Friday, September 22, 2000

University of Cincinnati teeming with freshmen




By Ben L. Kaufman
The Cincinnati Enquirer

        Freshman applications and admissions are at a 10-year high at the University of Cincinnati, reflecting in large part greater coordination between the central admissions office and UC's individual colleges.

        UC reported 5,087 freshmen on Sept. 1, an increase of 11.2 percent over last year at the same time.

        Seventy-five percent of them are from the Tristate and most are coming directly from high school to pursue four-year degrees.

        “We've been putting things into place for about the past 10 years to build up enrollment,” spokesman Greg Hand said.

        He said this week's numbers might even exceed those reported Sept. 1.

        It might be, he said, more aggressive marketing and keeping in touch with students once they express interest in UC.

        Leading the increase among the 13 colleges that admit freshmen was the College of Applied Science, up 24 percent compared to last year.

        That was a leap from 161 freshmen to 199 this year.

        Mr. Hand said he knew of nothing to explain the magnitude of the increase.

        The McMicken College of Arts & Sciences was second with a one-year increase of 21 percent, rising from 1,000 to 1,208 freshmen.

        There, however, Mr. Hand attributed the increase to the college's “aggressive marketing of a liberal arts degree as a viable option in today's technical world.”

        Third was the College-Conservatory of Music, up 19 percent or 188 freshmen, compared with 158 last year.

        This, too, is sort of a mystery, Mr. Hand said, because a surge was expected this year after completion of new CCM facilities.

        However, “it's a surge on top of surges throughout the whole construction process.”

        Fuller details about this year's freshmen will be available after the admissions rush is over and UC staff has time to take a look at the Class of '04.

        This year, UC had 11,976 freshman applications and invited 10,814 to attend.

        In 1995, UC had 9,815 applications and admitted 4,757 by Sept. 1 of that year.

        Although this is the largest freshman class in a decade, there is a potentially troubling fall in “yield” — students who enroll compared with the number accepted.

        Mr. Hand said UC is not wringing its hands because the Internet makes it easy to apply to many colleges without paying fees up front.

        This, he said, might explain the leap in applications and admissions and the fall in yield: 47 percent this year versus 54.9 percent in 1995 when the Internet was less pervasive. However, it was worse last year: 44 percent.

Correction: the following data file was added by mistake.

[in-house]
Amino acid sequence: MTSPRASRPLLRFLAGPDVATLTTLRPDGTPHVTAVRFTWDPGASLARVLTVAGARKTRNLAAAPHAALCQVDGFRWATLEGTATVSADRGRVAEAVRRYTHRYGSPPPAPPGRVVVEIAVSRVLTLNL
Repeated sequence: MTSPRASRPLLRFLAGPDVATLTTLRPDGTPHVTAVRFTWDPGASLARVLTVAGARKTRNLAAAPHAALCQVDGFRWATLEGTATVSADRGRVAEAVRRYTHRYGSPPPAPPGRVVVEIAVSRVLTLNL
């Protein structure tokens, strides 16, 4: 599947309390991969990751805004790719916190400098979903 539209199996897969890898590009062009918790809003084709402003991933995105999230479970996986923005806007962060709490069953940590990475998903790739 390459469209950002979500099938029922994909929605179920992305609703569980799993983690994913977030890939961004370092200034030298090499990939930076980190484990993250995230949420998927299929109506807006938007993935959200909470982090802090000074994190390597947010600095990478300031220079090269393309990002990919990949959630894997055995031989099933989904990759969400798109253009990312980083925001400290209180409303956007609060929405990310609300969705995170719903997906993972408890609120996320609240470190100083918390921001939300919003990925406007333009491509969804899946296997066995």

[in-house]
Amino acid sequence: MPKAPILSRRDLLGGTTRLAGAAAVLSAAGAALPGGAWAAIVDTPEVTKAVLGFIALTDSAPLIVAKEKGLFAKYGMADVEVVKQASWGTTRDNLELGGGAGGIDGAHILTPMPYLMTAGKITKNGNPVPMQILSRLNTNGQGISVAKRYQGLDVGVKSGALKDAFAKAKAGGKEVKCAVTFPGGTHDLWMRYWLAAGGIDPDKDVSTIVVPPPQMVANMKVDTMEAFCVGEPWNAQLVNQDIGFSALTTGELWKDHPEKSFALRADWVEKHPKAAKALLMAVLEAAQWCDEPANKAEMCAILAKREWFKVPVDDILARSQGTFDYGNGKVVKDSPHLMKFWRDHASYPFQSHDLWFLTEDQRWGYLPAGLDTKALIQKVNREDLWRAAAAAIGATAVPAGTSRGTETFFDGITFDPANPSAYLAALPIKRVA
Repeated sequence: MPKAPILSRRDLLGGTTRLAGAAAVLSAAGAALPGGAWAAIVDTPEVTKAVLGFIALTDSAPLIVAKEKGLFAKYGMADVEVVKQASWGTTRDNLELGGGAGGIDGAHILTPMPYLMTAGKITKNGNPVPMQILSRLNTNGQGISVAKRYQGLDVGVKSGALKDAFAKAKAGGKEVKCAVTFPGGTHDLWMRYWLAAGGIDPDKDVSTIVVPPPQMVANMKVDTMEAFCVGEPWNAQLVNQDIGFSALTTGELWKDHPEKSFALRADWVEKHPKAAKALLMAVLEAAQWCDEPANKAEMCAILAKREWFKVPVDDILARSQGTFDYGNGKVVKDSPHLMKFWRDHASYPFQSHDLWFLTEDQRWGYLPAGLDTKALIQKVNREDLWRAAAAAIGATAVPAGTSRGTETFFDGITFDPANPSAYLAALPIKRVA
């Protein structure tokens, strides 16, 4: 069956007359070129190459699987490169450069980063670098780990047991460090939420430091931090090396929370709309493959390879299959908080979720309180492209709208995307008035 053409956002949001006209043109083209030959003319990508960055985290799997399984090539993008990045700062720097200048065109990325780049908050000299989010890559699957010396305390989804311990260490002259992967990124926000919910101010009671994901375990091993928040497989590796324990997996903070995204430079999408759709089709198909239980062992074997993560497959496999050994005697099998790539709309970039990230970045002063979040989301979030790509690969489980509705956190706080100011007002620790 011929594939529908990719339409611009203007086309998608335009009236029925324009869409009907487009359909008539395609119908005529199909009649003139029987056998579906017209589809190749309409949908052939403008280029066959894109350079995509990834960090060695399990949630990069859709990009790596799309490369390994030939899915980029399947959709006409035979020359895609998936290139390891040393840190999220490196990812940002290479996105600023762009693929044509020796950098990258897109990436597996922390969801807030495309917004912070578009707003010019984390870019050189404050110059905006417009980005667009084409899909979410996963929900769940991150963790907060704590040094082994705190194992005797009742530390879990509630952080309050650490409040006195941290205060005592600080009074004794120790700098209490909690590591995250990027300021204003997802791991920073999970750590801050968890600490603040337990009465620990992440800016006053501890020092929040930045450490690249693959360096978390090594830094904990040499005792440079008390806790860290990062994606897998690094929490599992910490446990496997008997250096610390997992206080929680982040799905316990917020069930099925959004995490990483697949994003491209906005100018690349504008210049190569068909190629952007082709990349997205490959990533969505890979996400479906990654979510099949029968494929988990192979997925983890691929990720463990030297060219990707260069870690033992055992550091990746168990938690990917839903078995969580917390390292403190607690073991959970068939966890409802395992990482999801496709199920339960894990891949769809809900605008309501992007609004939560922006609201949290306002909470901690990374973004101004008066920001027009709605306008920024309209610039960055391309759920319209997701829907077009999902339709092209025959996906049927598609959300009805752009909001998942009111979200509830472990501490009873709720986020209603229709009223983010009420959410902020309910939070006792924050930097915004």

Yield will be the object of UC scrutiny once school-opening demands ease, he said.

        Among the positive changes Mr. Hand said was closer coordination between the all-campus admissions office and the individual colleges that decide whether a student meets their standards and will be admitted.

        Mr. Hand said colleges, departments and programs are doing a better job of getting and staying in touch with students who express relevant interests to the admissions staff.

        And for students who aren't admitted by their chosen college, the admissions staff is doing a better job of suggesting alternatives at UC, and those colleges are picking up faster and better on the opportunities, Mr. Hand said.

        Most freshmen will pursue what traditionally were called four-year degrees and many who graduate will take five or six years.

       



Few warned of twister
7-year-old helped others dig out of smashed church
Psychologist: Fear of storms can be dealt with
Spared in 1974, but not in 2000
Bush in N. Ohio: Oil's hot issue
Fall is bustin' out all over
Jury urges death for child-killer
Overhaul Ohio's proficiency test, group demands
AIDS support group struggles with sharp decline in donations
'Dial the Code' calls begin Oct. 1
A big heart for tiny babies
Ask a stupid question
Hammys to honor finest swine
Ex-doctor to plead guilty in death, official says
Suspicions followed doctor across globe
Doctor group urges prenatal HIV tests
Father seeks powerful help in custody battle
Firm creates college alumni association
Higher education budget is $6.1B
In the Schools
Man charged in assault of woman in office
Man charged with bilking investor
Man's service honored
Neighbors, friends mourn for slain teen-ager
New Franklin fire chief assesses goals
Newport board weighing housing options
Nuclear sites list shocks some
Patton puts out tobacco plan
Race relations panel part of town hall series
School sells choice seats for games
Two area schools earn blue ribbons
- University of Cincinnati teeming with freshmen
Woman punished for $19K con job
Get to it
Pig Parade: Hamlite
Tristate A.M. Report